Opioid-induced hyperalgesia (OIH) occurs when opioids paradoxically enhance the pain they are prescribed to ameliorate. To address a lack of perioperative awareness, we present an educational review of clinically relevant aspects of the disorder. Although the mechanisms of OIH are thought to primarily involve medullary descending pathways, it is likely multifactorial with several relevant therapeutic targets. We provide a suggested clinical definition and directions for clinical differentiation of OIH from other diagnoses, as this may be confusing but is germane to appropriate management. Finally, we discuss prevention including patient education and analgesic management choices. As prevention may serve as the best treatment, patient risk factors, opioid mitigation, and both pharmacologic and non-pharmacologic strategies are discussed.
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http://dx.doi.org/10.2217/pmt-2020-0105DOI Listing
http://www.ncbi.nlm.nih.gov/pmc/articles/PMC8023328PMC
April 2021

There is light at the end of the tunnel, but we are still in the tunnel: universal preoperative SARS-CoV-2 testing and precautions remain vital in paediatrics.

Br J Anaesth 2021 05 27;126(5):919-920. Epub 2021 Feb 27.

Department of Anesthesiology and Critical Care Medicine, The Children's Hospital of Philadelphia, Philadelphia, PA, USA.

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http://dx.doi.org/10.1016/j.bja.2021.01.025DOI Listing
http://www.ncbi.nlm.nih.gov/pmc/articles/PMC7910128PMC
May 2021

The Association of Dexmedetomidine on Perioperative Opioid Consumption in Children Undergoing Adenotonsillectomy With and Without Obstructive Sleep Apnea.

Anesth Analg 2021 Jan 15. Epub 2021 Jan 15.

From the Department of Anesthesiology, Perioperative and Pain Medicine, Texas Children's Hospital, Houston, Texas.

Background: Dexmedetomidine is used to reduce opioid consumption in pediatric anesthesia. However, there is conflicting evidence in pediatric adenotonsillectomy literature regarding the total perioperative opioid-sparing effects of dexmedetomidine. The aim of this study was to examine the association between dexmedetomidine and total perioperative opioid consumption in children undergoing adenotonsillectomy.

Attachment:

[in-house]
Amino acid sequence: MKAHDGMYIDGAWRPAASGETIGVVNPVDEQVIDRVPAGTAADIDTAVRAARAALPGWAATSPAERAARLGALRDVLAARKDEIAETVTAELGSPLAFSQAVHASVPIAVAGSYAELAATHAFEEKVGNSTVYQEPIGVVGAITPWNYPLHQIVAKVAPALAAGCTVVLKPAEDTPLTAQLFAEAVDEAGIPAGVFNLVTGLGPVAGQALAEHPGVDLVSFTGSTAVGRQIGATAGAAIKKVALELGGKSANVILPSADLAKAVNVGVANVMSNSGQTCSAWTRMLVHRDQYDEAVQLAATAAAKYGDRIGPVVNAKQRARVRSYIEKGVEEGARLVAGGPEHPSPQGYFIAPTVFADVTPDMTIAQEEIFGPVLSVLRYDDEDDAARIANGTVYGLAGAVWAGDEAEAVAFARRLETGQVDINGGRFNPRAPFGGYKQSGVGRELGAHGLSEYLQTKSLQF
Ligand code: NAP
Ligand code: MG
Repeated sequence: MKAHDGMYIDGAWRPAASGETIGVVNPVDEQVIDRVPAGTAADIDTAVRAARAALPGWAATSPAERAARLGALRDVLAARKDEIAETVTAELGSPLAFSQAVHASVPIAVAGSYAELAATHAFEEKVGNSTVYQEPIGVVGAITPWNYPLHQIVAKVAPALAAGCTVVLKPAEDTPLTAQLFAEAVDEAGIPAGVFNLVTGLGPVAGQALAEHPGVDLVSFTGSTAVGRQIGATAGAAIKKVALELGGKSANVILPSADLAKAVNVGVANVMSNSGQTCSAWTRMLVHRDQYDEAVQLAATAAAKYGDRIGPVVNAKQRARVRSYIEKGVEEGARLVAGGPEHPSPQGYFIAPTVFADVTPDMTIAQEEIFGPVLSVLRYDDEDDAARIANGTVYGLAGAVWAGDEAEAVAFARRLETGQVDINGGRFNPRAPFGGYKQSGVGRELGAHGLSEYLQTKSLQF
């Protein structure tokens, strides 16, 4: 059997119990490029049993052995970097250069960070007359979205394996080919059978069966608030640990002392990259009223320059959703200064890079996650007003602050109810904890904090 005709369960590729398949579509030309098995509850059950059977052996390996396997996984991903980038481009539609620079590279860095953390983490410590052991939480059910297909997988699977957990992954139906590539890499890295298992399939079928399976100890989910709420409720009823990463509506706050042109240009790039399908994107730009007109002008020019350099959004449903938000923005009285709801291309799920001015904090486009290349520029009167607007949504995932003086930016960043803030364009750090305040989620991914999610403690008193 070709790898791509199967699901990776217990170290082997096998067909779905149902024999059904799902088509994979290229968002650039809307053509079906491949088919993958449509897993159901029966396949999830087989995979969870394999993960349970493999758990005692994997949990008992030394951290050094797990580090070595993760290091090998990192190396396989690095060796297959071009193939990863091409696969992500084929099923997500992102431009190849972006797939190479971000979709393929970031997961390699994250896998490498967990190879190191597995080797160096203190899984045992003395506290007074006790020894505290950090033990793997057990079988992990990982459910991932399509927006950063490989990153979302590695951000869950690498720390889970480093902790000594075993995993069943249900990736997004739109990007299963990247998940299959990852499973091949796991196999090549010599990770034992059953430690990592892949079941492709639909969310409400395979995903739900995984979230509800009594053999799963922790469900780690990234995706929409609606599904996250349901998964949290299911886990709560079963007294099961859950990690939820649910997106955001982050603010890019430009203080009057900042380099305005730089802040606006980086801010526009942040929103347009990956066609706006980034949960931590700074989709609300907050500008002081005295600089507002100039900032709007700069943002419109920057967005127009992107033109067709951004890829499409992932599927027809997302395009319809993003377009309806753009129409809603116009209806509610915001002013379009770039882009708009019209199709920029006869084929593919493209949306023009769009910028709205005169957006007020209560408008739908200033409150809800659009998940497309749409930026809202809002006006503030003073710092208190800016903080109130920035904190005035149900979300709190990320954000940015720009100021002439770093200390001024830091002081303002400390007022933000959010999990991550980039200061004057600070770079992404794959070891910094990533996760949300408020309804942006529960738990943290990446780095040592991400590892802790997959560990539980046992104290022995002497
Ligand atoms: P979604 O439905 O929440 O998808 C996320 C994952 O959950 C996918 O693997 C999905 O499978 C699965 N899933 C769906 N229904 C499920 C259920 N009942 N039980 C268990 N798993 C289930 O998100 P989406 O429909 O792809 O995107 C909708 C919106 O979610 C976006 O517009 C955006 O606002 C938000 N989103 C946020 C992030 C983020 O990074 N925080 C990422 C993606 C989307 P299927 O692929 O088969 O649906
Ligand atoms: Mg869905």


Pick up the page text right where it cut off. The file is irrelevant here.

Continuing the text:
Methods: This was a retrospective cohort study of the children undergoing adenotonsillectomy surgery at Texas Children's Hospital between November 2017 and October 2018. Intraoperative dexmedetomidine was the exposure of interest. The primary outcome was total perioperative opioid consumption calculated as oral morphine equivalents (OME). Secondary outcomes of interest included opioid consumption and pain scores based on presence and absence of obstructive sleep apnea (OSA) and postanesthesia care unit (PACU) duration. We used multivariable linear regression to estimate the association of dexmedetomidine on the outcomes.

Results: A total of 941 patients met inclusion criteria, 697 (74.1%) received intraoperative dexmedetomidine. For every 0.1 µg/kg increase in intraoperative dexmedetomidine, the total perioperative OME (mg/kg) decreases by 0.021 mg/kg (95% CI, -0.027 to -0.015; P < .001). Pain scores did not significantly vary by OSA status. PACU duration increased by 1.14 minutes (95% CI, 0.30-1.99; P = .008) for each 0.1 µg/kg of intraoperative dexmedetomidine.

Conclusions: Dexmedetomidine is associated with an overall perioperative opioid-sparing effect in children undergoing adenotonsillectomy and a small but statistically significant increase in PACU duration. Additionally, children with OSA did not have reduced perioperative opioid consumption.
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http://dx.doi.org/10.1213/ANE.0000000000005410DOI Listing
January 2021

Parental Assessment of Pain Control Following Pediatric Circumcision: Do Opioids Make a Difference?

Urology 2021 Jan 5. Epub 2021 Jan 5.

Division of Pediatric Urology, Department of Surgery, Texas Children's Hospital; Baylor College of Medicine, Houston, TX.

Objective: To determine whether a postoperative prescription for opioids affects parental assessment of pain control following pediatric circumcision.